Jewish Journal

‘Obama skips church, heads to the gym’

by Brad A. Greenberg

November 24, 2008 | 3:18 pm

My initial reaction to that headline from Politico was: So what?

Barack Obama has probably been awfully busy since winning the presidential election. Maybe he hasn’t had time to find a new church in Washington or hasn’t been around Chicago on Sunday mornings.

But I guess the Obamas have been in Chicago and according to an aide didn’t want to disturb other worshipers at their church with the heavy security that would accompany them. (President Reagan was a member of my church, Bel Air Presbyterian, and I’ve heard the small army of Secret Service was, um, a bit distracting.) Still, Bill Clinton and George W. Bush both made a point of going before God after being elected:

In November of 1992, Clinton went to services in Little Rock, Ark., on the three weekends following his election, taking pre-church jogs on the first two and attending on the third weekend a Catholic Mass with the Rev. Jesse Jackson, with whom he was trying to smooth over lingering campaign tensions.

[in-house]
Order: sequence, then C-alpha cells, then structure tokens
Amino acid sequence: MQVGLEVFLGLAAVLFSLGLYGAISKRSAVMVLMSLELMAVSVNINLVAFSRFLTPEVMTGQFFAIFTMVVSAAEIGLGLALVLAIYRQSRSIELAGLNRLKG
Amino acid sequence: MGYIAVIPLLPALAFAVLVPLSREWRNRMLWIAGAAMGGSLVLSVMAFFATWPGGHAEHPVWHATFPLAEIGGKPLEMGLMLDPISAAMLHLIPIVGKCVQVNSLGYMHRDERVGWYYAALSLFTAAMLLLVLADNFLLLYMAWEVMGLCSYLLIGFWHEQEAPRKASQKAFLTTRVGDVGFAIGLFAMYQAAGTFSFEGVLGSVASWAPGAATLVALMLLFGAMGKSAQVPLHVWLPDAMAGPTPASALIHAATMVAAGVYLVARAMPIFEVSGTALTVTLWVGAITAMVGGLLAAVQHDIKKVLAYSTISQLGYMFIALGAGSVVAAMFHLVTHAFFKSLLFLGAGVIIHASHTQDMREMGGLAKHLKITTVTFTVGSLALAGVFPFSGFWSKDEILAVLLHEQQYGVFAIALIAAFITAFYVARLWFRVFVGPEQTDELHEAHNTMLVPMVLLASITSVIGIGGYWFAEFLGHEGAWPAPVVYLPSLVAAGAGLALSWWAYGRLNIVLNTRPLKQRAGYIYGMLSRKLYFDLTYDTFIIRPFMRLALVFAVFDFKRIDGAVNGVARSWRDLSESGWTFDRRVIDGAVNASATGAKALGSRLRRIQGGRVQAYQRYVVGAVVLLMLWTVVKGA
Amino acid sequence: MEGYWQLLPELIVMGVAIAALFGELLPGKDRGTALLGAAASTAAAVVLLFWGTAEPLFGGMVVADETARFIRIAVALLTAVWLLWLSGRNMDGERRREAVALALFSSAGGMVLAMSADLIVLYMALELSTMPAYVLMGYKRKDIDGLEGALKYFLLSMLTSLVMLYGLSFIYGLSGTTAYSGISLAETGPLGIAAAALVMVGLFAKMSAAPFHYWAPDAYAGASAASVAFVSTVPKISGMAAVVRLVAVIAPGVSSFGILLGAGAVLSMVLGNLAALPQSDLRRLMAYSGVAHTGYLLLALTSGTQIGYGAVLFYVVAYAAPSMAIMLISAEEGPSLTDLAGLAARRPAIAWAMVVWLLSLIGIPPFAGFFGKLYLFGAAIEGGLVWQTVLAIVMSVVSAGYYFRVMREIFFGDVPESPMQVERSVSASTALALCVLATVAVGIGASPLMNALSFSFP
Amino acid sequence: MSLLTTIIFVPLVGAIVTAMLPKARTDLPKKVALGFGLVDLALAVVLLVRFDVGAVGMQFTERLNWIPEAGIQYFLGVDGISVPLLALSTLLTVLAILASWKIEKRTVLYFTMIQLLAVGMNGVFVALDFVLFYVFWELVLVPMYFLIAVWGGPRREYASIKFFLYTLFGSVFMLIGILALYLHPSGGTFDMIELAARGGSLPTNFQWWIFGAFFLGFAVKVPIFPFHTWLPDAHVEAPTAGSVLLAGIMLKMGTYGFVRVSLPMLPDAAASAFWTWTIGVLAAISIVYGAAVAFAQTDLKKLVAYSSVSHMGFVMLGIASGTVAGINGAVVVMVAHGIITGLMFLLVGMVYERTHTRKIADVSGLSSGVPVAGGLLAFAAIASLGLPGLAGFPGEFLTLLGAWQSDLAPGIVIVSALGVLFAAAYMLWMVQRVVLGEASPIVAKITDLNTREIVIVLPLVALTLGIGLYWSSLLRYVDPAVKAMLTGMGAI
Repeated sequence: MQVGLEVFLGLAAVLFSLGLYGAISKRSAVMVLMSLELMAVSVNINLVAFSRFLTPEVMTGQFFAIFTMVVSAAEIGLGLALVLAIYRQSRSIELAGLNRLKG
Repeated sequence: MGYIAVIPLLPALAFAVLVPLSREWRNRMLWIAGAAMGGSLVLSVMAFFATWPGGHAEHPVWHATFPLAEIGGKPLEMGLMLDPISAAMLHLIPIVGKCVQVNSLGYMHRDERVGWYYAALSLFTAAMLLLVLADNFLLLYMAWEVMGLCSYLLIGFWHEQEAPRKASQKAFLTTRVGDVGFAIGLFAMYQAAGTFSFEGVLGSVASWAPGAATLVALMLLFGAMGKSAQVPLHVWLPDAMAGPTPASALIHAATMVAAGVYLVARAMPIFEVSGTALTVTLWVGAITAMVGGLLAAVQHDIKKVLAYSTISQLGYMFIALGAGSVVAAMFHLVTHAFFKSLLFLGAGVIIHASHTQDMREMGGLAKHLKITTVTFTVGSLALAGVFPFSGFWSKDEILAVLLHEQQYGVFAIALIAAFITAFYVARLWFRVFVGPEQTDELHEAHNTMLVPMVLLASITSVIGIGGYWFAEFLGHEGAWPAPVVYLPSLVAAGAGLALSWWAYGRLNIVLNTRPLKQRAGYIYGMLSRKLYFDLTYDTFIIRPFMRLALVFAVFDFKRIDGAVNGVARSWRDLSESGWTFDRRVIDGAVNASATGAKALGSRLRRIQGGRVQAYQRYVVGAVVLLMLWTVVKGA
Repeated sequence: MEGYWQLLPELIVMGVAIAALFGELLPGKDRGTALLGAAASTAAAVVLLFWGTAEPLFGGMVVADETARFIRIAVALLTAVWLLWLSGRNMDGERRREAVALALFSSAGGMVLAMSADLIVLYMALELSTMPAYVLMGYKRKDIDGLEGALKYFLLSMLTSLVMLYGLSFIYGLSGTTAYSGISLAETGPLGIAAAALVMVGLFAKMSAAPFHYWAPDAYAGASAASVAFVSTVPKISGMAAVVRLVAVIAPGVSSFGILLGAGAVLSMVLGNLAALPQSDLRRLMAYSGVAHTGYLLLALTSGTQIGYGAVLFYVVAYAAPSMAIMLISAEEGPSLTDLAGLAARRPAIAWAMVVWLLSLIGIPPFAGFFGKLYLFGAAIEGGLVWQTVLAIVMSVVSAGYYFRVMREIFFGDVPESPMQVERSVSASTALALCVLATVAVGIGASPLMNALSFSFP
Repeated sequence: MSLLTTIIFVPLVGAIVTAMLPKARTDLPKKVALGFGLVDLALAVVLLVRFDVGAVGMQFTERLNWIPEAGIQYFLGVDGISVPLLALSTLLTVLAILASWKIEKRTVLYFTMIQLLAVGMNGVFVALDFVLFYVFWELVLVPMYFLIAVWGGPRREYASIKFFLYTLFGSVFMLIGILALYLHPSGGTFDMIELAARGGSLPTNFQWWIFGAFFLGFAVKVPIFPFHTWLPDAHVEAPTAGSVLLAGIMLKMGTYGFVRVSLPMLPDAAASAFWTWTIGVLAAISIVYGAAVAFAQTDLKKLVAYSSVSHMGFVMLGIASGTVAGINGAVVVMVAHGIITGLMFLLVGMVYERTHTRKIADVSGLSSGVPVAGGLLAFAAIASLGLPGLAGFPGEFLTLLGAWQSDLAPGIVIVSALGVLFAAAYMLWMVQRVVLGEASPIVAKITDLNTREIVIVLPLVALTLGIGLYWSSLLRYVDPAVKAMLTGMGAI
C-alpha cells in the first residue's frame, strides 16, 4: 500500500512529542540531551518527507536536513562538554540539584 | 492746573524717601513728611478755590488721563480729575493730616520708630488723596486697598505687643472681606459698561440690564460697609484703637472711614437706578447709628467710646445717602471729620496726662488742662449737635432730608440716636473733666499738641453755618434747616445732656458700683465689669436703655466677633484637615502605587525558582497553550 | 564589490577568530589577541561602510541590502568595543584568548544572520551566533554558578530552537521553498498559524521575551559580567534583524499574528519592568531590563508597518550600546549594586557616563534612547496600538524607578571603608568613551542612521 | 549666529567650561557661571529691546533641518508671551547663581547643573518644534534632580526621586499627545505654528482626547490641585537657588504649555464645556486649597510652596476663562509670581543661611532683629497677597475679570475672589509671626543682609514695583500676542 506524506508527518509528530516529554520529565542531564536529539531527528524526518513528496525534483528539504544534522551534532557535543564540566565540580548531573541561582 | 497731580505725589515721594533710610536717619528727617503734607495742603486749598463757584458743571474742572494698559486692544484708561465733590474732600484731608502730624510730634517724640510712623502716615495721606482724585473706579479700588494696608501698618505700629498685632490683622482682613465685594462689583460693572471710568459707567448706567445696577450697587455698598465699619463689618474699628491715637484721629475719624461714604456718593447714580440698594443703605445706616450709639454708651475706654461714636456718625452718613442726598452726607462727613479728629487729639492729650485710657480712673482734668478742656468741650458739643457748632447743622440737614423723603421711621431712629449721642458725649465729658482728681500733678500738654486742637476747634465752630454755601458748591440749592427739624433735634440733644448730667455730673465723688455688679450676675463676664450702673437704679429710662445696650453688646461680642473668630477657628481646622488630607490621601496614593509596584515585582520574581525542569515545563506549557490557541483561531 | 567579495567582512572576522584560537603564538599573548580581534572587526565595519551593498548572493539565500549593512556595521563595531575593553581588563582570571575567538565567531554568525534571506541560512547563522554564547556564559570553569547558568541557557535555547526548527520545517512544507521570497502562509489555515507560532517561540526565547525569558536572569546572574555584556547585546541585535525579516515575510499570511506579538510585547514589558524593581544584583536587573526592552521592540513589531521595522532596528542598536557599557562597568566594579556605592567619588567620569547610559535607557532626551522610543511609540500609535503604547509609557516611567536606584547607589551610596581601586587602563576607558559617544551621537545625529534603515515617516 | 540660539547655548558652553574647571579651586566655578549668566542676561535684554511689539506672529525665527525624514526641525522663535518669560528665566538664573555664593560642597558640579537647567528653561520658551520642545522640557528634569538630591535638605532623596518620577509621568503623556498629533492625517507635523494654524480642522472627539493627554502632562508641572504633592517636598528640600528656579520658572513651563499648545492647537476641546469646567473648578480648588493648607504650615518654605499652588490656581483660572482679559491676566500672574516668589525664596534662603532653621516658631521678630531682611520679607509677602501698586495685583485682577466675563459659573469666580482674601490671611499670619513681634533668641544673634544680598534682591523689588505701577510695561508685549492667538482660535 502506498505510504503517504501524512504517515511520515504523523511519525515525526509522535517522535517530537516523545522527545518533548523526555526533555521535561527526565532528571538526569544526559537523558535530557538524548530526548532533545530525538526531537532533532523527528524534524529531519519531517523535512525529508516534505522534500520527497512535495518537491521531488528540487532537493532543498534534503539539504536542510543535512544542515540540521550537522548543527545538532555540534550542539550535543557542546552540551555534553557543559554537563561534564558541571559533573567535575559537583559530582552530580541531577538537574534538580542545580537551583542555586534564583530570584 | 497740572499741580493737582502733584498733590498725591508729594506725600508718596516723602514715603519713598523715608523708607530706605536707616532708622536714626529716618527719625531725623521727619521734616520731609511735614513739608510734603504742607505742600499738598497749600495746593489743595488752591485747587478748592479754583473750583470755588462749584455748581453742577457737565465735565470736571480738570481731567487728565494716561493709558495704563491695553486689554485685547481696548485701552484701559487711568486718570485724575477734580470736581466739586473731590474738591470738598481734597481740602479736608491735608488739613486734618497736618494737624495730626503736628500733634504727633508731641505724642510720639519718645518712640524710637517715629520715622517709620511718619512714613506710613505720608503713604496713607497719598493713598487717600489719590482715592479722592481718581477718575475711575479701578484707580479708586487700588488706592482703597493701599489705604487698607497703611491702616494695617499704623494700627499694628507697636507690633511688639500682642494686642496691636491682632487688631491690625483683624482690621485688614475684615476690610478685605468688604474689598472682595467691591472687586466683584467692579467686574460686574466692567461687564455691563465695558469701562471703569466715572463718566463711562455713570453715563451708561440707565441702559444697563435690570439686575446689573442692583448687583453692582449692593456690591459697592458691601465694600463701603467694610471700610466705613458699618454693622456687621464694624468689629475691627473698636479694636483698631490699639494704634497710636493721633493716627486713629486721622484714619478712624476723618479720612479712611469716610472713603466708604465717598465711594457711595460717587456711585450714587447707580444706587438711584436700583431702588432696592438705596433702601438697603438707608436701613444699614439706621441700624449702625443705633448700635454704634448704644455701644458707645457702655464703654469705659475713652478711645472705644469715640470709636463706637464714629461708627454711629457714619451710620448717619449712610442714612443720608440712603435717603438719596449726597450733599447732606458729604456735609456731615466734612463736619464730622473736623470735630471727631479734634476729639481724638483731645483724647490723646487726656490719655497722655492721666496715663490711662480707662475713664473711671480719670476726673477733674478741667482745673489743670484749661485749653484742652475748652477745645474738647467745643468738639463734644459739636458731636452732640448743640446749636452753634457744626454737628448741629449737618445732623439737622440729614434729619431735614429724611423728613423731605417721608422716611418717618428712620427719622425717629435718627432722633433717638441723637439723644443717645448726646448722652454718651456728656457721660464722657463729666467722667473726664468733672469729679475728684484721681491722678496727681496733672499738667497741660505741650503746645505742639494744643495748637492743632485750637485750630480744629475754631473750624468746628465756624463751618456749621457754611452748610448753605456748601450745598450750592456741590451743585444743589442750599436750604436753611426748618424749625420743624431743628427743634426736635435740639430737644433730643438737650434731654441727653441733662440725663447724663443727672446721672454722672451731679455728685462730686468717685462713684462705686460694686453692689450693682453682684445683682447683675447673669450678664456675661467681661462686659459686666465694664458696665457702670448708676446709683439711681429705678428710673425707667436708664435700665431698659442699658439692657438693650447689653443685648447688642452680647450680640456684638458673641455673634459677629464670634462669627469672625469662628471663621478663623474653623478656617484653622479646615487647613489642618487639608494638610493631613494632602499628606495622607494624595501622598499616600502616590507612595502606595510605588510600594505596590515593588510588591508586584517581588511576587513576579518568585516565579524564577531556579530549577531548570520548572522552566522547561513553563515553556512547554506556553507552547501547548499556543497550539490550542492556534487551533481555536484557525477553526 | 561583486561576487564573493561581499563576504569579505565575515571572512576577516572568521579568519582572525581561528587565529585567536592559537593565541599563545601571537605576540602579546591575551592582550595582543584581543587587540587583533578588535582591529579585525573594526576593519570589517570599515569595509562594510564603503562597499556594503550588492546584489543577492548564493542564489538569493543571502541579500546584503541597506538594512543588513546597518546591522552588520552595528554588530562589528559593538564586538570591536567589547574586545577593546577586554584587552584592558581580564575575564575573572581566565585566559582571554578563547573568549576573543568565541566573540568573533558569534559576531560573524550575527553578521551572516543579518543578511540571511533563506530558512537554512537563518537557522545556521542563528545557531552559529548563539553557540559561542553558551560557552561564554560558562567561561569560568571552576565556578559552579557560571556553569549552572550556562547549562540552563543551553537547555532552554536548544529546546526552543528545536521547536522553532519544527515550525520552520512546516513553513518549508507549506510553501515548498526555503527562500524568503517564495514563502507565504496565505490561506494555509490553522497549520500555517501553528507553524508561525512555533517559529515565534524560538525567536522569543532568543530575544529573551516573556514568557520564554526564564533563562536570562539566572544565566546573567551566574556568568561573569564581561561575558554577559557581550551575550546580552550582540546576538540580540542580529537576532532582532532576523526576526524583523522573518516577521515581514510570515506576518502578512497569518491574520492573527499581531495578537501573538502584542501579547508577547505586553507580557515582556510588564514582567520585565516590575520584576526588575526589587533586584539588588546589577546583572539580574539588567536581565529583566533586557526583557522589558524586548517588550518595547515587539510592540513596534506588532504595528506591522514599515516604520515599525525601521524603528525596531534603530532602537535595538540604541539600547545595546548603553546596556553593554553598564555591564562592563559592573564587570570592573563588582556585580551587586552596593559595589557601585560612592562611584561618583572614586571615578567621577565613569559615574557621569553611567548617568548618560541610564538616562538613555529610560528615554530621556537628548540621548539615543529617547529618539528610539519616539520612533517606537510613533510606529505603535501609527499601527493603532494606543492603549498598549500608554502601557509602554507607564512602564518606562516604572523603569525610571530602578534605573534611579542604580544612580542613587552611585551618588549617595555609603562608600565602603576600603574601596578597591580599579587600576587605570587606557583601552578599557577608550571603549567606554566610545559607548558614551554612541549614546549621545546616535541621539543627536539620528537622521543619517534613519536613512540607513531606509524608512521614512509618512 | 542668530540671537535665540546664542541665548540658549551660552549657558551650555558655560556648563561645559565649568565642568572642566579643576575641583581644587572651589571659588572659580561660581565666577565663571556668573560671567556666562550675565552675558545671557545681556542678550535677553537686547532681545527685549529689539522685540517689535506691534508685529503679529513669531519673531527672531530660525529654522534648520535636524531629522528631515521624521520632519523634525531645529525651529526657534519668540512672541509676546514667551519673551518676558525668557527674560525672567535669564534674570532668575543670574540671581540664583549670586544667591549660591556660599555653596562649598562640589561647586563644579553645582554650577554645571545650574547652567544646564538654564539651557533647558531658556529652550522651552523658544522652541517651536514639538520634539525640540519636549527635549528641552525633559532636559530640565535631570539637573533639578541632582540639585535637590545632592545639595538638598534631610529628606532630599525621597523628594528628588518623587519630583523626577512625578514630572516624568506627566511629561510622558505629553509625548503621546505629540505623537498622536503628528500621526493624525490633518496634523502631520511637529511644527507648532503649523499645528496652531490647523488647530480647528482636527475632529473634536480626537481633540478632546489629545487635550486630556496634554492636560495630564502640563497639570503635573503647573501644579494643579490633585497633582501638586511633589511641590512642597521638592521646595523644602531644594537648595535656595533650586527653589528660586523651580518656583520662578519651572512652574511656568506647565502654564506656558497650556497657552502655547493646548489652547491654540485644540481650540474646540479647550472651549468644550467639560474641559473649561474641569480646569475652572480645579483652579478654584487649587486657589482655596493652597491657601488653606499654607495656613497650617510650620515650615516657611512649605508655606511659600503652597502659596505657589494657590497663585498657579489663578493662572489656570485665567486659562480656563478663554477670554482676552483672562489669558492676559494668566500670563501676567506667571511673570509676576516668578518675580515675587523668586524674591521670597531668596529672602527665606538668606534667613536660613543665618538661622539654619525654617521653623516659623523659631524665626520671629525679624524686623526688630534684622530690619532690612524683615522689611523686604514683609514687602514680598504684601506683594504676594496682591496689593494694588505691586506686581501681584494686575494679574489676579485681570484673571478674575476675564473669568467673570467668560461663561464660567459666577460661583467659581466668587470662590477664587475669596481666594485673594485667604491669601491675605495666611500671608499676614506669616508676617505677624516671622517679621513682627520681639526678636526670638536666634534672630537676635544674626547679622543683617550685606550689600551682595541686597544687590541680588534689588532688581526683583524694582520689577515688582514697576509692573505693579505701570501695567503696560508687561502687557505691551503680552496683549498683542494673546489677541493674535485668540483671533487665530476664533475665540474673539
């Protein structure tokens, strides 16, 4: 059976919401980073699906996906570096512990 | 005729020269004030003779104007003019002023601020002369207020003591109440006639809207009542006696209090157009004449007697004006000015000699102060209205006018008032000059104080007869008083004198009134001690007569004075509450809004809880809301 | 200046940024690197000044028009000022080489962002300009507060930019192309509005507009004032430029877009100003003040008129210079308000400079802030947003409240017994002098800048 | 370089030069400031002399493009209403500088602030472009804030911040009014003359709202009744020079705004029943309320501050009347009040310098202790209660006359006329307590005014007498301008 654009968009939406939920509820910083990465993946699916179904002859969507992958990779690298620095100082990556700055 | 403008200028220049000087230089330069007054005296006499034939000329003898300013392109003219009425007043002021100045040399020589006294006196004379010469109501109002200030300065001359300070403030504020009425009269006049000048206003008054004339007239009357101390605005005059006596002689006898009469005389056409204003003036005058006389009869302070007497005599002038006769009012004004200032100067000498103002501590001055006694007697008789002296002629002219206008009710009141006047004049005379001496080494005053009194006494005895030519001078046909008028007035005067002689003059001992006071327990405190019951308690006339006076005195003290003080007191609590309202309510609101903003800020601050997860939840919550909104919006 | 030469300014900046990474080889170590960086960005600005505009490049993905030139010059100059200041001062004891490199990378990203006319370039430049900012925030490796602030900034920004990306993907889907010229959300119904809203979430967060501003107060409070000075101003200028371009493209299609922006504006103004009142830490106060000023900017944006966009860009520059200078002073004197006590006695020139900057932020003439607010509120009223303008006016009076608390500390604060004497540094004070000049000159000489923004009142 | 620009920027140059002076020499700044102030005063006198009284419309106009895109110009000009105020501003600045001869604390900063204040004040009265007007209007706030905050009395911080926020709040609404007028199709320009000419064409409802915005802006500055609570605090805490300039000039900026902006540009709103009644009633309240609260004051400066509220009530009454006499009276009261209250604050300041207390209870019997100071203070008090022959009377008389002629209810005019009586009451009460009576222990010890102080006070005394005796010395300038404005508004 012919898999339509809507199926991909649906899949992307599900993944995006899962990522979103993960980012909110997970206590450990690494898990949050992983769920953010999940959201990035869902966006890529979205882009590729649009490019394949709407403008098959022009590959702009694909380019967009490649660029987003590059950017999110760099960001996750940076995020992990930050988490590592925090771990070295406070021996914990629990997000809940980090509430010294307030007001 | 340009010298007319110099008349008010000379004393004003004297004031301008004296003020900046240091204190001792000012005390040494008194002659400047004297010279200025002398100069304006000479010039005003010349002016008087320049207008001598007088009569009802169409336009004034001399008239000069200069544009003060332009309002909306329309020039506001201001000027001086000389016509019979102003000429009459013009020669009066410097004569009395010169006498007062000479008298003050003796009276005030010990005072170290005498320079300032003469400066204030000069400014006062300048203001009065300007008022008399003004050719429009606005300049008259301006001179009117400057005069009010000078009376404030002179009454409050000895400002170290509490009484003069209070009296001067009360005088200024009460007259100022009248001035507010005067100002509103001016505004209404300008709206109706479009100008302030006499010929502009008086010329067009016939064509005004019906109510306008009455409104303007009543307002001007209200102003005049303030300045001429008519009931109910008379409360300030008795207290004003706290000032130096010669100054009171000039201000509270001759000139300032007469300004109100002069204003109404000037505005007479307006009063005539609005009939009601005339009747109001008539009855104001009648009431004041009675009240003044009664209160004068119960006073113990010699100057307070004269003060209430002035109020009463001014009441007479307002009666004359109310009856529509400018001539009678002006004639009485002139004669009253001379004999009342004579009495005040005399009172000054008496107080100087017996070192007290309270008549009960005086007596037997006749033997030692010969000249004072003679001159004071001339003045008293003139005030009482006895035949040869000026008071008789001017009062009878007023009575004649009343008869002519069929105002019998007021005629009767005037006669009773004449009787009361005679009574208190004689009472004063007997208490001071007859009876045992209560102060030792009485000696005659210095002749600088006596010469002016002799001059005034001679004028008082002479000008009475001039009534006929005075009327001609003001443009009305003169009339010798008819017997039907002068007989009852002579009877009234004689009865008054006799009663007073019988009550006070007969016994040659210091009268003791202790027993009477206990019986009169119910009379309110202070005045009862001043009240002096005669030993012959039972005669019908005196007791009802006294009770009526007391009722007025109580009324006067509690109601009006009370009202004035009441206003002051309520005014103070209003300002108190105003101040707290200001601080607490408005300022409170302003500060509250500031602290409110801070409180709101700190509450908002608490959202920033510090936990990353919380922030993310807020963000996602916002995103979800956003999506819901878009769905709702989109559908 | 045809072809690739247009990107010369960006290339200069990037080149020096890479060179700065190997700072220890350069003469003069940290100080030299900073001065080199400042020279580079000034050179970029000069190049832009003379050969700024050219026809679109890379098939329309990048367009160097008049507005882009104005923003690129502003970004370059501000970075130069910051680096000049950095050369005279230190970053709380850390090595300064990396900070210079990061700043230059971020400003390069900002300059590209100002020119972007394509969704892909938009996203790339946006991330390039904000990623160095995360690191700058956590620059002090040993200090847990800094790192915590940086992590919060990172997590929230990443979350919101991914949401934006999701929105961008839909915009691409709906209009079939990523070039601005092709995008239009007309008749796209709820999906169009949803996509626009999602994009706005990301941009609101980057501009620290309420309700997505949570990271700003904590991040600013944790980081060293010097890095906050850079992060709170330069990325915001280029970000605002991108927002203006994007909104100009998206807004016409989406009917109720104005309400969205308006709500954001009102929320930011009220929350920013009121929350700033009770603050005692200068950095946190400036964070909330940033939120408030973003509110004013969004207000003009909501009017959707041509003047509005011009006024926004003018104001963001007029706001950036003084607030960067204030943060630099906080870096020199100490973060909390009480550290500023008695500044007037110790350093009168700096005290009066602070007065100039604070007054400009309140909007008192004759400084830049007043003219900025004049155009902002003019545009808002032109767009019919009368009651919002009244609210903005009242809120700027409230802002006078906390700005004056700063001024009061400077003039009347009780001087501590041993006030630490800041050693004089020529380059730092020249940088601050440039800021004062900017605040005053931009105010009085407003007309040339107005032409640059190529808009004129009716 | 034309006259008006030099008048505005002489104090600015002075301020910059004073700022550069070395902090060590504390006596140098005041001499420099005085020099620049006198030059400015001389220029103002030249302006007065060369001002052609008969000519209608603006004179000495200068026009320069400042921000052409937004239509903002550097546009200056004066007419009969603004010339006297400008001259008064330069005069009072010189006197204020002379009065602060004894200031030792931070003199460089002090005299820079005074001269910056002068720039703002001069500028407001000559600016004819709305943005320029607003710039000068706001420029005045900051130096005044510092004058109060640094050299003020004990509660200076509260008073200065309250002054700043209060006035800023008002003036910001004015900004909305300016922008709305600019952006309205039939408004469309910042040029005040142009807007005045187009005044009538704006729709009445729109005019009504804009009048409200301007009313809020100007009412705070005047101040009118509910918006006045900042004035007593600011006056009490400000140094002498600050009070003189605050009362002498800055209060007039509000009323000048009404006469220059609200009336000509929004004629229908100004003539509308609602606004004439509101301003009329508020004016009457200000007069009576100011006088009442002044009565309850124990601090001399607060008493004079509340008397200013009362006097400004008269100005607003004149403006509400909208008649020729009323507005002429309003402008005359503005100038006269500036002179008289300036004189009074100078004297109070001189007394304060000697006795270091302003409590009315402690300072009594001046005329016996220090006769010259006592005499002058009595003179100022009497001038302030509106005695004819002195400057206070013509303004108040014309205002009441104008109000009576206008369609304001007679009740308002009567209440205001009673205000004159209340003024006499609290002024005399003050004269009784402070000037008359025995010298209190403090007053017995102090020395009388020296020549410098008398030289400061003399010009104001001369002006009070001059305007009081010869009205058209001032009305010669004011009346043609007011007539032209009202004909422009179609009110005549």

In the weeks after the contested 2000 election, Bush regularly attended services at Tarrytown United Methodist Church in Austin, Texas, and Al Gore was frequently photographed arriving at and leaving church in Virginia.

On his first day as president-elect, following weeks of Florida recounts and court hearings, Bush went to church with his wife, Laura. They attended an invite-only prayer service on Thursday, Dec. 14, at Tarrytown United Methodist Church. About 300 people attended, including top campaign staff and visiting clergy. During the service, the Rev. Mark Craig, senior pastor at Highland Park United Methodist Church in Dallas, told Bush, “You have been chosen by God to lead the people.”

Obama was an infrequent churchgoer on the campaign trail, though he did make a series of appearances in the pews and pulpits of South Carolina churches ahead of that heavily religious state’s primary.

The issue of where he worships is, of course, fraught.

Bill Maher usually thinks he is right, but I wonder if he is start to feel confident in his hope that Obama was just faking it.

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